McDevitt: Absolutely. I wonder, too, if interest rates might play somewhat of a role there, too. That fact that ultrashort-term bond inflows were strong. Perhaps as rates have gone up, yields have gotten better for those funds. Perhaps that's a mild factor as well, but certainly I think rebalancing is playing a big role. It could be investor risk aversion as well. I think that factors in there, too.

Benz: In terms of fund flows, we typically talk about which funds families are seeing the biggest inflows. One thing that you noted in your recent fund flows report, Kevin, was that Vanguard has been gaining share at the expense of iShares and State Street. What's going on there? Is it simply price wars, or why is Vanguard gaining assets at the expense of some of its other competitors?

McDevitt: I would say it's State Street in particular, for what that's worth. I think it is just as you said, I think a lot of that is just simply costs. If you look at for example, the S&P SPDR fund, its expense ratio is 9 basis points for iShares S&P 500, and for Vanguard's S&P 500 ETF, it's 4 basis points. I think cost is certainly a part of that. I think also, too, you're still seeing momentum in terms of--Vanguard's products perhaps are not being used as much as much on the trading side, and I don't know if there's a rationale for that. Again, it's striking to me that you saw huge flows out of iShares and the SPDR S&P 500's funds, but you didn't see that from Vanguard. I wonder--and this again, I think it's something that we want to look into more--I wonder if even though they all trade the same way, if investors are treating Vanguard's ETFs differently, or different types of investors are owning them. Again, that's something we need to follow up on in the months to come.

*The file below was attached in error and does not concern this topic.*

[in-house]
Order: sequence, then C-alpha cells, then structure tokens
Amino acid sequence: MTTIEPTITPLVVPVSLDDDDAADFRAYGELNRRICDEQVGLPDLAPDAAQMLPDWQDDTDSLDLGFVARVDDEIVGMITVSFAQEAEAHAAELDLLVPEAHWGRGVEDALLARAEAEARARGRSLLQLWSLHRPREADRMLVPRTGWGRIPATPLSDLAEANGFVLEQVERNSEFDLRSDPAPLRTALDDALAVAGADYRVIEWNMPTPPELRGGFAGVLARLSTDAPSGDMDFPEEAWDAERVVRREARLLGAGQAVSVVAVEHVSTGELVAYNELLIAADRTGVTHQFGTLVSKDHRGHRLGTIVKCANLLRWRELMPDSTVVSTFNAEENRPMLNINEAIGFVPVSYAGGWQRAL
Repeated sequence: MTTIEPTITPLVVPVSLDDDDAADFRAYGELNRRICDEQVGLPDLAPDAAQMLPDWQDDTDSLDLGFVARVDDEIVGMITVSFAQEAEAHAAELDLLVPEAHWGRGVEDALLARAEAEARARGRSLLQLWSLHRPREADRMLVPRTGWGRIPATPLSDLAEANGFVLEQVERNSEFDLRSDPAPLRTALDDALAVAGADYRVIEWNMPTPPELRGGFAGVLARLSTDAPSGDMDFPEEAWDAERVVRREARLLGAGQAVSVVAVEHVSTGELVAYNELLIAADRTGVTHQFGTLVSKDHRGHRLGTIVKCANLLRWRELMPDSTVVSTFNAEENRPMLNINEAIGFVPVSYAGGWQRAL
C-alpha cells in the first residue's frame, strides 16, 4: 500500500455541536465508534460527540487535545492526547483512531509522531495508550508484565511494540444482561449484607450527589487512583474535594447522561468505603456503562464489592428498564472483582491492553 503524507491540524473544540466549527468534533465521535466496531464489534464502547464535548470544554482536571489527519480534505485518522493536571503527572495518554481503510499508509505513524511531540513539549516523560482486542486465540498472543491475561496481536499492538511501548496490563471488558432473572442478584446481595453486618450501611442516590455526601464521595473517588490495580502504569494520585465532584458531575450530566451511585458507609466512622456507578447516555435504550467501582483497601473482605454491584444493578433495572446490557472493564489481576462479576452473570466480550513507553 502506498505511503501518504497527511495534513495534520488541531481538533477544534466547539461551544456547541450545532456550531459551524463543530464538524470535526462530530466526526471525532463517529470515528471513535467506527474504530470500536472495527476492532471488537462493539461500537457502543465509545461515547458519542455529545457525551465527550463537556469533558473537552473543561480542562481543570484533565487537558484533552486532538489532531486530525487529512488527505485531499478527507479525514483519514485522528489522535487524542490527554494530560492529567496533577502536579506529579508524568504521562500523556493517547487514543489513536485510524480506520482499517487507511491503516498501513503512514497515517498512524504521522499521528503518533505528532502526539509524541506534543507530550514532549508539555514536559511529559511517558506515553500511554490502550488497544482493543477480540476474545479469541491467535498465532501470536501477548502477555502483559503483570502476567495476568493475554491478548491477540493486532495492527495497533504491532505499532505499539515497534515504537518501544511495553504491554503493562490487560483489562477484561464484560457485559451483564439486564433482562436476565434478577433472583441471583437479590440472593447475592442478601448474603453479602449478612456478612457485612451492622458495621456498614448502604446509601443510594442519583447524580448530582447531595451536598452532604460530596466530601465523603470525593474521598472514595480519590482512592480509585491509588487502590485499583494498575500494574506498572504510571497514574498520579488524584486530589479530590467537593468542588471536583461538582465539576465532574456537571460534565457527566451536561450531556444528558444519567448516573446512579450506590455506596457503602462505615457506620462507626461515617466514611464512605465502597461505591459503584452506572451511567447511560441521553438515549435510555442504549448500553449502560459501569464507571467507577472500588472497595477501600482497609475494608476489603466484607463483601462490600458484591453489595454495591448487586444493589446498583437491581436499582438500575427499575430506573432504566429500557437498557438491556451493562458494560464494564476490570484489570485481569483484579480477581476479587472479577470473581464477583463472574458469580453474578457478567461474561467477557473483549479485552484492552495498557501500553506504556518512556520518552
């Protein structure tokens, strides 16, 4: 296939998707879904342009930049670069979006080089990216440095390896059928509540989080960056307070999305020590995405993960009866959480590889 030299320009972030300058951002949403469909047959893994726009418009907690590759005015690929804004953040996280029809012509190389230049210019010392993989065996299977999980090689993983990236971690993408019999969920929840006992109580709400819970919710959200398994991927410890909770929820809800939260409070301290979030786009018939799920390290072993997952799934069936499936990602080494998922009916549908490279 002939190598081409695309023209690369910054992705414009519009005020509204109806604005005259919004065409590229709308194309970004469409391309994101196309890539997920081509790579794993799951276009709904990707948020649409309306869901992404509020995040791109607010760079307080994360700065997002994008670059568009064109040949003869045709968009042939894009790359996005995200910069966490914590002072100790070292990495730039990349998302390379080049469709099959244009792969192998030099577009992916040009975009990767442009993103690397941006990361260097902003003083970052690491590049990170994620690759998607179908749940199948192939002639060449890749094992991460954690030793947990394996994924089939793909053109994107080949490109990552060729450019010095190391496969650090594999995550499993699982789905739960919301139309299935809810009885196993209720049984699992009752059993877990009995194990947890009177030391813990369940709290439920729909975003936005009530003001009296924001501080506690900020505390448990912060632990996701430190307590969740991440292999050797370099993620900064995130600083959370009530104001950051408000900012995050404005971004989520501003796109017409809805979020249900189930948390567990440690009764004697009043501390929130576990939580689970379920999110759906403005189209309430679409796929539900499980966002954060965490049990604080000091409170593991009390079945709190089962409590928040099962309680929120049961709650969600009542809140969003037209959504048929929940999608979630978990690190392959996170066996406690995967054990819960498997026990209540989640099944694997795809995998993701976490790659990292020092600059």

Benz: Kevin, thank you so much for being here to discuss the latest fund flow data.

McDevitt: Thank you, Christine.

Benz: Thanks for watching. I'm Christine Benz from Morningstar.com.